Use this URL to cite or link to this record in EThOS: http://ethos.bl.uk/OrderDetails.do?uin=uk.bl.ethos.587989
Title: Consuming work and managing employability : students' work orientations and the process of contemporary job search
Author: Chertkovskaya, Ekaterina
Awarding Body: Loughborough University
Current Institution: Loughborough University
Date of Award: 2013
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Abstract:
Unemployment and precarity have become key features of 21st century work. Employability is presented as a solution to these issues. Individuals are exhorted to manage their employability, in order to be able to exercise choice in the labour market. While employability is individuals' responsibility, governments, employers and educational bodies simply provide opportunities for its development. Higher education is a key site for this process, as employability rhetoric increasingly informs policy and practice. It is founded on rhetoric that emphasises flexibility, skills and marketability, shaping students in certain ways with the risk of being deemed unemployable as the consequence of disengagement. At the same time, there has been a rise in employer presence on university campuses. Recruitment is no longer its key feature. Traditional 'milkround' recruitment has been replaced by year round marketing campaigns. As a result, students are continually exposed to a selection of employers promoting a specific image of work and work orientations. The theoretical framework of this study is informed by works of Antonio Gramsci and Mikhail Bakhtin. Gramsci's notion of 'common sense?' is central to analysing the rhetoric on work and employability present on campus. I also give voice to students by recounting how they as 'dialogical selves' engage with such 'common sense'. These issues are explored through an analysis of data gathered during seventeen months of fieldwork. This includes longitudinal interviews with students, participant observation, documents, interviews with careers advisors and non-participant observation of career consultations. From this, I argue that there was a strongly normative image of work constructed around an orientation I term 'consumption of work'. This image was closely associated with consumption opportunities, marketed to students through corporate presence on campus. 'Consumption of work' was central to shaping students' work orientations and only few of them resisted the 'common sense'. Those who made 'alternative' choices articulated doubt about these, with the challenge to employability as a key reason for it. Employability was presented to students as a lifelong project of the self, where constant acquisition, development and selling of skills were necessary to maintain a position in the labour market. Many students embraced the rhetoric of skill 'possession', but were 'playing the game' when 'demonstrating' skills. Conforming to what the employers were willing them to 'demonstrate' and understanding how to do this became the primary condition for achieving employability.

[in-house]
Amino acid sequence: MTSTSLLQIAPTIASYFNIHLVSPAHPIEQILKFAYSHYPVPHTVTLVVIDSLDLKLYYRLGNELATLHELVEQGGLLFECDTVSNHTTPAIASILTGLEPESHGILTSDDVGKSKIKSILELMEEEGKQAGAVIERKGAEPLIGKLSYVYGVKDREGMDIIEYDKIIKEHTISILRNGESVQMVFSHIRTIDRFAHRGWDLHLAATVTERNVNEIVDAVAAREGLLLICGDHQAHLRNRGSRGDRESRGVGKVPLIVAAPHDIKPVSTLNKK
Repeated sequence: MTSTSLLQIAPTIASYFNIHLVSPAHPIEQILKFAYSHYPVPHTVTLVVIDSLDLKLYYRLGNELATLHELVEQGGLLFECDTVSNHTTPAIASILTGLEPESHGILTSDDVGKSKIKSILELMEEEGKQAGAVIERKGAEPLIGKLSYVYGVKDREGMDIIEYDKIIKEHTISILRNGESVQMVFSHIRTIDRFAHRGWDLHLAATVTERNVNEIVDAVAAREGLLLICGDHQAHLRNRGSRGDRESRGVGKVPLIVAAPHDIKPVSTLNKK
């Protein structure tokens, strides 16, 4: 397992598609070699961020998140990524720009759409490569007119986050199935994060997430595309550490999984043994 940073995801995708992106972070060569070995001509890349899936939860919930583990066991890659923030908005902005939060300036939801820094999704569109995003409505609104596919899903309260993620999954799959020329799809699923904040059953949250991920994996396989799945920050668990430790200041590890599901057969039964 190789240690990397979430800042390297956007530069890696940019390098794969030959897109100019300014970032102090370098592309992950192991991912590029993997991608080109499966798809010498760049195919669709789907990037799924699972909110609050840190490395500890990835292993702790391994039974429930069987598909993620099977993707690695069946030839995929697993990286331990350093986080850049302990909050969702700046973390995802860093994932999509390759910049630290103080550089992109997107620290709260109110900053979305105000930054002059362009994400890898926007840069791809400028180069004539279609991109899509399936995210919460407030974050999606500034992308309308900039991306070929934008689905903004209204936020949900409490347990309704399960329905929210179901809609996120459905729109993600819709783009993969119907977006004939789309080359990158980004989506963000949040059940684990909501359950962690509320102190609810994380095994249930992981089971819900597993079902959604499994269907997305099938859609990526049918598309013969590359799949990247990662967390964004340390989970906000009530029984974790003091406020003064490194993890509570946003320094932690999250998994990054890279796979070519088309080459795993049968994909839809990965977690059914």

Supervisor: Not available Sponsor: Loughborough University
Qualification Name: Thesis (Ph.D.) Qualification Level: Doctoral
EThOS ID: uk.bl.ethos.587989  DOI: Not available
Keywords: Employability ; Consumption of work ; Job search ; Graduates ; Work orientations ; University ; Gramsci ; Bakhtin
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